Being the youngest person in the room can be intimidating, but this is something Danielle Mullings has gotten used to. In fact, usually, she is not only the youngest person but also one of the few females in the room too.
Mullings hopes to see a time where this changes and is already heavily involved in that process.
The 20-years-old is pursuing a Bachelors of Science degree in Software Engineering for Mobile App Technologies at the University of the West Indies, Mona. She is in her first year and currently holds a 4.3 GPA.
Her decision to pursue a career in a male-dominated field was not based on any desire to prove that she could, but grounded in her love and affinity with technology.
“When I was little I used to challenge my teacher in prep school. She would come to class and said, ‘we are going to do this in Microsoft Word’ and then she would look at me and say ‘Danielle I bet you don’t know how to do this’, and I would say ‘miss I got it already and then I will bring it up and show her. She would come next week and try to bring up something that I haven’t learnt yet,” she said.
This love for technology was nurtured by her parents, who she said provided her with the resources to develop her skills.
She was also enlivened by the challenges it presented for her.
“I want to be in a space where I’m pushing my brain to be bigger and better, so I chose software engineering which I love and think it’s the perfect choice,” she told BUZZ.
And even though she has been doing well, she understood early on in her life, that girls didn’t exactly have a space in science and technology.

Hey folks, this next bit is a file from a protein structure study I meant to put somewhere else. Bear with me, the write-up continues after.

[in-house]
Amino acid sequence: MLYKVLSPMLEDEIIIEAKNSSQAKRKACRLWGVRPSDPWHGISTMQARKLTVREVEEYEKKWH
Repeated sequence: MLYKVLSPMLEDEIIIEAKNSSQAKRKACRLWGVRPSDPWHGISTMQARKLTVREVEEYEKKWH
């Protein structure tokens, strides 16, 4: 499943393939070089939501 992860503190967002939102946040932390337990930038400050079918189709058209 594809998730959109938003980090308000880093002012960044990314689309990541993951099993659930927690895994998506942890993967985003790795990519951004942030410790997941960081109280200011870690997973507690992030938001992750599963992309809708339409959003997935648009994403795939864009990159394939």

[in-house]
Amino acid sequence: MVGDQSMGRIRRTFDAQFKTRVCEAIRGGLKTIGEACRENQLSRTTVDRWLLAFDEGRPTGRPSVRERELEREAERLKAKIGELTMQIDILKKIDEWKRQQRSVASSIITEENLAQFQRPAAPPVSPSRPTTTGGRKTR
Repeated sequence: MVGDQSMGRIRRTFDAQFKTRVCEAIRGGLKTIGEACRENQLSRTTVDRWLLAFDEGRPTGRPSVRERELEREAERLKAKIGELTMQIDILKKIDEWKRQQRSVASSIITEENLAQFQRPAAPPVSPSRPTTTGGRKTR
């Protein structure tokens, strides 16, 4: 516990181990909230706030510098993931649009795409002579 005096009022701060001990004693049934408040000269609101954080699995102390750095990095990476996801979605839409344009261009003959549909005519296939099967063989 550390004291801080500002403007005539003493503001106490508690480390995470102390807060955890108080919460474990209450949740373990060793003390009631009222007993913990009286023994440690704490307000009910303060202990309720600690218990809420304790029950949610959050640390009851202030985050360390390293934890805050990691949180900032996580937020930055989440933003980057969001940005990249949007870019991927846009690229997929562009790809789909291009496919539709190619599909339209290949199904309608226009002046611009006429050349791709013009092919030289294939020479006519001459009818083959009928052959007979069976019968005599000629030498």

“When I was in fifth form I went to UWI at an engineering camp, and I think maybe three of us as girls in all were at the camp, the rest were boys,”
“In my group, I was the only girl, and I remember, I’d come up with solutions, and they would just almost ignore me. And I didn’t think that they even consciously recognized that they were ignoring me, or pushing my ideas away,” she said.
Fast forward to now, and Mullings still recognizes that girls in her classes at university have to work twice as hard to gain the respect of their male peers.
“The more they seeing women in those spaces doing it, the more they feel like they can.”— Mullings
But Mullings does not mind working harder, as she believes, the more girls work hard, and take up more space, the more opportunities will be created for the next generation of women who want to pursue a career in tech.
“I always stop at some point to say to the young girls, you can do it too. I feel like they just need some encouragement, somebody to believe in them and an overall system that provides for young girls, where they have a space to come and talk. The more they seeing women in those spaces doing it, the more they feel like they can,” she said.
Mullings represented Jamaica at the Wonder Woman Intech Conference in California in 2018 and is currently a member of the Young Tech Expert for Health- an international organization where she’s co-chair in charge of resources.
“I always stop at some point to say to the young girls, you can do it too, they just need some encouragement, somebody to believe in them.”— Mullings
She is hoping her achievements will inspire others.
“I love when they come up to me, and they say ‘Danielle I know you from Instagram, I want to be an astronaut,’ and I say,’ here’s what you need to do if I were you I would want to talk to this organization or that organization’, and letting them believe that someone is there with them,” she said.